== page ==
Antioxidant supplementation is controversial in cancer patients, both human and animal. While there is evidence that some antioxidants may help prevent certain types of cancers, there is also evidence that some antioxidants increase the risk of certain cancers (e.g. beta carotene and lung cancer). Studies in humans with active tumors have shown variable results from high-dose antioxidant supplements including beneficial, no observable, and detrimental effects. Common recommendations in humans include avoiding antioxidant supplements within a few days of chemotherapy and throughout a course of radiation. These recommendations apply to antioxidant supplements, rather than antioxidants naturally occurring in whole foods (or commercial diets for our pets). Two antioxidant sources commonly (and controversially) supplemented in human and animal cancer patients are green tea extract and vitamin C.

Green tea contains active compounds called polyphenols and there is some data (mostly epidemiological) to suggest that polyphenols may help prevent cancer. The assumption has thus been made that green tea extract may also be helpful to treat existing cancer. However, polyphenols are known to up-regulate cytochrome p450 drug metabolism pathways, which may alter chemotherapeutic metabolism, potentially leading to enhanced toxicity or cancer cell resistance in cancer patients. Recent cell culture studies in human tumor lines have also shown that concentrated green tea polyphenols directly antagonize cell killing by some chemotherapeutics6 as well as up-regulate certain transcription factors in cancer cells, leading to decreased sensitivity to doxorubricin7, a commonly used chemotherapeutic in both humans and animals. Overall, the current data suggests that green tea supplements are potentially harmful in cancer patients and the use of these supplements should be discouraged.

Vitamin C is often recommended for cancer patients by complementary and alternative medicine practitioners. Although high doses of vitamin C are commonly reported to be beneficial anecdotally in human cancer patients, there is little evidence to support a benefit from controlled trials in humans or animals. Additionally, high doses of vitamin C may predispose susceptible pets to developing calcium oxalate urolithiasis as vitamin C is metabolized to oxalic acid endogenously.

Other Supplements

There is little evidence to support the use of shark cartilage or Co Q10 in people or animals with cancer.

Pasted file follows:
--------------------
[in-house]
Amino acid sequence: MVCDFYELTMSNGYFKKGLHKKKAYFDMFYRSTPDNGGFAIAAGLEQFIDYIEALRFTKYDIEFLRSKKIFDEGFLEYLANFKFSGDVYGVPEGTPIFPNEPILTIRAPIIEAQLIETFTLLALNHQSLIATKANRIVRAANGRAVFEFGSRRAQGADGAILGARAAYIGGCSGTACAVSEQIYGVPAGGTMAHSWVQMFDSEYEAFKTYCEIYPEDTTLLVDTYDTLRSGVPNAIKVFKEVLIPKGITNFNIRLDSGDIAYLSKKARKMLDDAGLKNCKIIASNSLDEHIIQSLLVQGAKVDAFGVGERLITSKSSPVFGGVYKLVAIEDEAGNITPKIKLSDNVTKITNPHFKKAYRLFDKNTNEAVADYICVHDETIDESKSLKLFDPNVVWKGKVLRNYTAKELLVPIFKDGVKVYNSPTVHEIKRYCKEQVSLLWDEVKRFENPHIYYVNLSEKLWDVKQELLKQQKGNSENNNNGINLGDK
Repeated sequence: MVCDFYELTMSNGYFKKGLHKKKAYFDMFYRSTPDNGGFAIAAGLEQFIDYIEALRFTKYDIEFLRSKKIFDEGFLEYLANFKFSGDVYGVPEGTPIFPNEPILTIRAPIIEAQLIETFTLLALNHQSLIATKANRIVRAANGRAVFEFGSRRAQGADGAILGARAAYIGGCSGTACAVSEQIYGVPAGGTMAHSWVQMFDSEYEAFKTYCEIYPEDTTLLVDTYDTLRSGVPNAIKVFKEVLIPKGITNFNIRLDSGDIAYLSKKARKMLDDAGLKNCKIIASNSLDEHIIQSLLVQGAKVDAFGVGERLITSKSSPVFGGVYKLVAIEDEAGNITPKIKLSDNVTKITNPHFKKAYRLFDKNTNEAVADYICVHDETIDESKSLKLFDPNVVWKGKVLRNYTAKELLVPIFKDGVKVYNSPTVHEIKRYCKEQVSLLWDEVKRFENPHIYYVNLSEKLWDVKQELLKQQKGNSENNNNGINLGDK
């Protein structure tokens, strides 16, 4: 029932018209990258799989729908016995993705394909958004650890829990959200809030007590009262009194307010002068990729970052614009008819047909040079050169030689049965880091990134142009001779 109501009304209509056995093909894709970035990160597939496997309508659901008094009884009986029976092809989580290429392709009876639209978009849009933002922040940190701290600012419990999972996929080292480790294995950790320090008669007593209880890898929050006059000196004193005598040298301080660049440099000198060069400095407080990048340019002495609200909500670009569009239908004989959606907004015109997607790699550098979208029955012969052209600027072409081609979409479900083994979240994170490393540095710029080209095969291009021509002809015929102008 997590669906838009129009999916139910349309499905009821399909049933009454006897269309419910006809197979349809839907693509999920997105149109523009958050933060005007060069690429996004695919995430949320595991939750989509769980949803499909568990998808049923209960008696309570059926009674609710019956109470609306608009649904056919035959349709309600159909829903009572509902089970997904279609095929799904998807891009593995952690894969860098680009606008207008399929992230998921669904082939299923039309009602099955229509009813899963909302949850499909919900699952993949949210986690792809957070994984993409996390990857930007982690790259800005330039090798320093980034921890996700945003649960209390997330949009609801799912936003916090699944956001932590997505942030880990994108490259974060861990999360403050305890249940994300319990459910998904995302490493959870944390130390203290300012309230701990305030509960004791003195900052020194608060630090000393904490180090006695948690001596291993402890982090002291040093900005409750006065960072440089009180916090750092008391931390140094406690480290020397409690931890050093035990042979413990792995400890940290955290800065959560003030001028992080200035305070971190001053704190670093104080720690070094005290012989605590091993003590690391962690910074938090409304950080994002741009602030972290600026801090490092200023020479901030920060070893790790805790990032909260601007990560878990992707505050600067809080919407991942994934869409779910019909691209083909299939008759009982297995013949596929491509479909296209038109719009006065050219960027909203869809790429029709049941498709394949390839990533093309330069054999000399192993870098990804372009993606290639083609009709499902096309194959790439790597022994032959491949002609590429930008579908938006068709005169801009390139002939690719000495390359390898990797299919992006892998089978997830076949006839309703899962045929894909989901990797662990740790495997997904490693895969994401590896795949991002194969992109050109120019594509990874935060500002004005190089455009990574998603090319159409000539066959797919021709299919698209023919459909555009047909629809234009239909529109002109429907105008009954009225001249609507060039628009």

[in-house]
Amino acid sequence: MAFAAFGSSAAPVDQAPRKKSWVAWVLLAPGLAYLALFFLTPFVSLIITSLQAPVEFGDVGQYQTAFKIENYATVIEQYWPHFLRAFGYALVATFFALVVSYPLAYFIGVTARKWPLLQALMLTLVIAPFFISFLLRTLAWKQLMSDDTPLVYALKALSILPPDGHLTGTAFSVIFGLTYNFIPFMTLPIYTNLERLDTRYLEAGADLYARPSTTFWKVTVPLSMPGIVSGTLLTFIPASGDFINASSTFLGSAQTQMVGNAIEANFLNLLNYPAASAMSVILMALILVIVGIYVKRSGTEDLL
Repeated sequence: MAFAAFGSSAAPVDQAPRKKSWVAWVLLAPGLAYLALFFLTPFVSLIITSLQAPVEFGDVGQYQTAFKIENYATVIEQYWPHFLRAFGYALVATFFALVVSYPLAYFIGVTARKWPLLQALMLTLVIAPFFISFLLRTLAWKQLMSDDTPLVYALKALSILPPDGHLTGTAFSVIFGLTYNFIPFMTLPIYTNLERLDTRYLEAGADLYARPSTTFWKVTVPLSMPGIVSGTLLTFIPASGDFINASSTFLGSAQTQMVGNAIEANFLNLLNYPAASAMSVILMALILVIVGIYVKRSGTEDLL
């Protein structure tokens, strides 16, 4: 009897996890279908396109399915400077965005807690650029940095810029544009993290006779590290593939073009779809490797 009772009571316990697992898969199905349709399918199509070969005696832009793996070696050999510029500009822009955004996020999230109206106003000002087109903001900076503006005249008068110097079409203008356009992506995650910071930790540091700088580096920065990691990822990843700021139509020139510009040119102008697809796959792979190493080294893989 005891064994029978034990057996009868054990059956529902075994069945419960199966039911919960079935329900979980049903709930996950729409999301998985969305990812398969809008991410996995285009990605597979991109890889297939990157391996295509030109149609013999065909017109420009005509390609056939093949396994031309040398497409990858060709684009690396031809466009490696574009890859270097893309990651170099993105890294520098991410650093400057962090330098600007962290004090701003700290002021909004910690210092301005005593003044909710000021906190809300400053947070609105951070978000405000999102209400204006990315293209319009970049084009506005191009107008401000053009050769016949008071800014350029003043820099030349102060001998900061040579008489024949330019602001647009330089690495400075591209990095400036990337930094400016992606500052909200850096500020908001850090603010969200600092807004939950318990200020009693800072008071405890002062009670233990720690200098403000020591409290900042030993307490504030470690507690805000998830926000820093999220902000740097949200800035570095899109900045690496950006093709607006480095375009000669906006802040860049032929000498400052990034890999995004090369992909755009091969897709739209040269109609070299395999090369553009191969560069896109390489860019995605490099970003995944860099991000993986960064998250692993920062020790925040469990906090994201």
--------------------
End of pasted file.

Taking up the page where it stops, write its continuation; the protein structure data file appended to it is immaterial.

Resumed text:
While resveratrol has shown potentially beneficial effects in experimental models, its low bioavailability makes appropriate dosing in vivo outside of the laboratory impractical.


In summary, the best evidence supports feeding pets with cancer commercial or home-cooked diets designed to meet both their energy and essential nutrient requirements. Low carbohydrate diets are of no proven benefit but supplementation with EPA and DHA should be considered. Supplementation of leucine and arginine remains equivocal. Antioxidant supplementation is controversial and until it becomes less ambiguous, it is likely best to avoid exogenous supplementation outside of the levels provided by a well-balanced diet, especially during chemotherapy or radiation. Green tea extract and high doses of vitamin C should be avoided.


Warburg O. On the origin of cancer cells. Science 1956;123:309-314.

Vail DM, Ogilvie GK, Wheeler SL, et al. Alterations in carbohydrate metabolism in canine lymphoma. J Vet Intern Med 1990;4:8-11.

Ogilvie GK, Walters LM, Fettman MJ, et al. Energy expenditure in dogs with lymphoma fed two specialized diets. Cancer 1993;71:3146-3152.

Cunnane SC, Ryan MA, Nadeau CR, et al. Why is carbon from some polyunsaturates extensively recycled into lipid synthesis? Lipids 2003;38:477-484.

Ogilvie GK, Fettman MJ, Mallinckrodt CH, et al. Effect of fish oil, arginine, and doxorubicin chemotherapy on remission and survival time for dogs with lymphoma: a double-blind, randomized placebo-controlled study. Cancer 2000;88:1916-1928.

Golden EB, Lam PY, Kardosh A, et al. Green tea polyphenols block the anticancer effects of bortezomib and other boronic acid-based proteasome inhibitors. Blood 2009;113:5927-5937.

Hu L, Miao W, Loignon M, et al. Putative chemopreventive molecules can increase Nrf2-regulated cell defense in some human cancer cell lines, resulting in resistance to common cytotoxic therapies. Cancer Chemother Pharmacol 2010;66:467-474.

Related Videos
© 2023 MJH Life Sciences

All rights reserved.